Marginal Reliability Impact Calculations

As a part of the ongoing RCA project, Steven Otto of ISO-NE detailed the RTO’s proposed approach to calculating the marginal reliability impact (MRI) and qualified MRI capacity (QMRIC) values for different resource classes.

MRI aims to quantify how small changes to a given resource’s output would affect grid reliability. MRI is an input to QMRIC, which represents a resource’s overall accredited capacity.

MRIs will be calculated for two seasonal periods: a June-September summer period and an October-May winter period. Seasonal MRI values for existing thermal resources “will be driven by their equivalent forced outage rate on demand excluding events out of management control,” ISO-NE said.

For new thermal resources, MRI values will be calculated based on the averages associated with their resource class. MRI values for new storage and large wind and solar resources will be created by modeling the marginal addition of a proxy resource. Small existing intermittent resources with a nameplate capacity of less than 10 MW will be combined into aggregations for their MRI assessments.

Gas Accreditation

Prior to the MC meeting, ISO-NE issued a memo detailing several potential methodologies for accounting for gas system constraints in the RCA updates. The current accreditation approach does not account for gas system constraints when determining a resource’s capacity value.

The RTO is recommending a derating approach for gas resources, which “decreases the accredited capacity of all gas resources so that their total accredited capacity equals the gas constraint,” ISO-NE wrote.

ISO-NE also discussed the possibility of a “market constraint approach,” which would not decrease the accreditation of gas resources based on a lack of firm fuel commitments, but instead would “decrease the amount of gas capacity procured in the winter … and would pay that capacity a lower price.”

“The market constraint approach achieves the same level of reliability as current rules, but at least cost,” ISO-NE said. “The awards determined by the market constraint are cost minimizing: No other set of awards could achieve the same level of reliability at lower social costs.”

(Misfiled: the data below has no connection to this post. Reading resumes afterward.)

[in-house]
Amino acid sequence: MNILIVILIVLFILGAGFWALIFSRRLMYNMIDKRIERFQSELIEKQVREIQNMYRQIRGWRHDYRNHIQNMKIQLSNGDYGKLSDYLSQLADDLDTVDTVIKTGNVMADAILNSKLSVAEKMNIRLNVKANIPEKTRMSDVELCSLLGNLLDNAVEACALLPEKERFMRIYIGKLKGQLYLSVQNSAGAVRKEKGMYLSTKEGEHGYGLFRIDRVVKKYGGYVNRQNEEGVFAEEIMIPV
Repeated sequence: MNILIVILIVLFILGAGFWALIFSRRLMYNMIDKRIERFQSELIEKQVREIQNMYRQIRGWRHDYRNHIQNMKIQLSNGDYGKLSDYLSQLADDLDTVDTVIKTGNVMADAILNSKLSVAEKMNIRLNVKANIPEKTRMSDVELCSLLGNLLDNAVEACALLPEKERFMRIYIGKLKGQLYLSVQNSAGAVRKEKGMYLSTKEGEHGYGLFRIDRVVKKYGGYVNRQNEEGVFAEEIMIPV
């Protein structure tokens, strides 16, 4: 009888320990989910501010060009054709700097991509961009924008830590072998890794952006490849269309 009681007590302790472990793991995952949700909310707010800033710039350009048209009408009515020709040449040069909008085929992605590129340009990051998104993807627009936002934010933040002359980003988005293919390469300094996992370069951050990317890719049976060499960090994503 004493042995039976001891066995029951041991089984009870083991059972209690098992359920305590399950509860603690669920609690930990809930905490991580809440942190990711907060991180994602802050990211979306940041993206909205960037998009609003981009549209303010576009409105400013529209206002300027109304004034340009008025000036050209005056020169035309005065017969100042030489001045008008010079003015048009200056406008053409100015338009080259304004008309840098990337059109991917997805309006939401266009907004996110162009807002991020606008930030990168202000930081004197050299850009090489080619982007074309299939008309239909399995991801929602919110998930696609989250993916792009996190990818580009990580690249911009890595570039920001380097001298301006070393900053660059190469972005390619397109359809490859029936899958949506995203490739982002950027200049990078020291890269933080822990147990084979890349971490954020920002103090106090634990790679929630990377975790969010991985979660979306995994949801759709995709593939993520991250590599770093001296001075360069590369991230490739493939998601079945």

ISO-NE proposed to conduct additional analysis into implementing a market constraint approach, while adding that the derating approach would be easier to quickly implement and makes sense as a “as a reasonable transition mechanism.”

“Overall, the market constraint approach is preferred but is not implementable for FCA 19 or a one-year delayed auction timeline and likely requires a seasonal market construct,” the RTO wrote.

ISO-NE also included the possibility of an “MRI=0 approach,” which would not award any accredited capacity to gas resources that lack firm fuel arrangements. The RTO wrote that this approach “would not procure a socially optimal quantity of gas capacity, nor would it pay the gas capacity an appropriate price.”

Tom Kaslow, vice president at FirstLight Power Resources, presented to the MC on the company’s concern that ISO-NE’s proposed approach would not provide adequate incentives for firm gas contracts.

Kaslow told RTO Insider that ISO-NE’s proposal to determine the maximum reliability contribution from gas resources based on the expected available gas supply could “undermine the forward contracting for firm gas supply access that would assure that the future year assumed gas supply is realized.”

“While there is a history of a certain level of available gas supply to gas-fired generators, without advance contracting, circumstances can change, as evidenced by the possible retirement of the Everett Marine Terminal,” Kaslow added.

The company is asking ISO-NE and NEPOOL for additional analysis into how the different approaches to accounting for gas system constraints would impact incentives for firm fuel contracts.

Committee Votes

The MC voted to support an update to ISO-NE’s compliance with Order 2222 that would make distributed energy resource aggregations responsible for submitting their own metering data to ISO-NE.

FERC clarified in October that this metering information could “come from or flow through distribution utilities.” (See FERC Responds to ISO-NE Rehearing Request on Order 2222.) ISO-NE’s current proposal would allow a DERA “to designate itself, a party acting on its behalf or the host participant to be the assigned meter reader.”

The committee also voted to recommend updating the forward reserve offer cap to $7,200/MW-month and delay the publication of forward reserve auction offer data for 12 months to address market power concerns.

Capacity MarketDistributed Energy Resources (DER)Natural GasNEPOOL Markets CommitteeResource Adequacy